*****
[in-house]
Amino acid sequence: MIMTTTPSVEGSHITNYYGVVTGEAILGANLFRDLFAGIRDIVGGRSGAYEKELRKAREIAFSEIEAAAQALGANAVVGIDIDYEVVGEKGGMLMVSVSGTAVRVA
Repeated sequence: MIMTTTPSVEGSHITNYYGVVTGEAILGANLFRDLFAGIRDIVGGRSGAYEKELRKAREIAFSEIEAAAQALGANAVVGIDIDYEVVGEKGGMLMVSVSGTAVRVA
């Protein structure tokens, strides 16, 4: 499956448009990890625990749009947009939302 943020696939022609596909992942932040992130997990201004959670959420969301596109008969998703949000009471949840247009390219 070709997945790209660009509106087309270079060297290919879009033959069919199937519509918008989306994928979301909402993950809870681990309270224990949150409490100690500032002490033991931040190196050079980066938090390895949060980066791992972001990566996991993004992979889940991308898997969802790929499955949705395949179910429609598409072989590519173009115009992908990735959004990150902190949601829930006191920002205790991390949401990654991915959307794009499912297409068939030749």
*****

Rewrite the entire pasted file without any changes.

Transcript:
[in-house]
Amino acid sequence: MIMTTTPSVEGSHITNYYGVVTGEAILGANLFRDLFAGIRDIVGGRSGAYEKELRKAREIAFSEIEAAAQALGANAVVGIDIDYEVVGEKGGMLMVSVSGTAVRVA
Repeated sequence: MIMTTTPSVEGSHITNYYGVVTGEAILGANLFRDLFAGIRDIVGGRSGAYEKELRKAREIAFSEIEAAAQALGANAVVGIDIDYEVVGEKGGMLMVSVSGTAVRVA
């Protein structure tokens, strides 16, 4: 499956448009990890625990749009947009939302 943020696939022609596909992942932040992130997990201004959670959420969301596109008969998703949000009471949840247009390219 070709997945790209660009509106087309270079060297290919879009033959069919199937519509918008989306994928979301909402993950809870681990309270224990949150409490100690500032002490033991931040190196050079980066938090390895949060980066791992972001990566996991993004992979889940991308898997969802790929499955949705395949179910429609598409072989590519173009115009992908990735959004990150902190949601829930006191920002205790991390949401990654991915959307794009499912297409068939030749």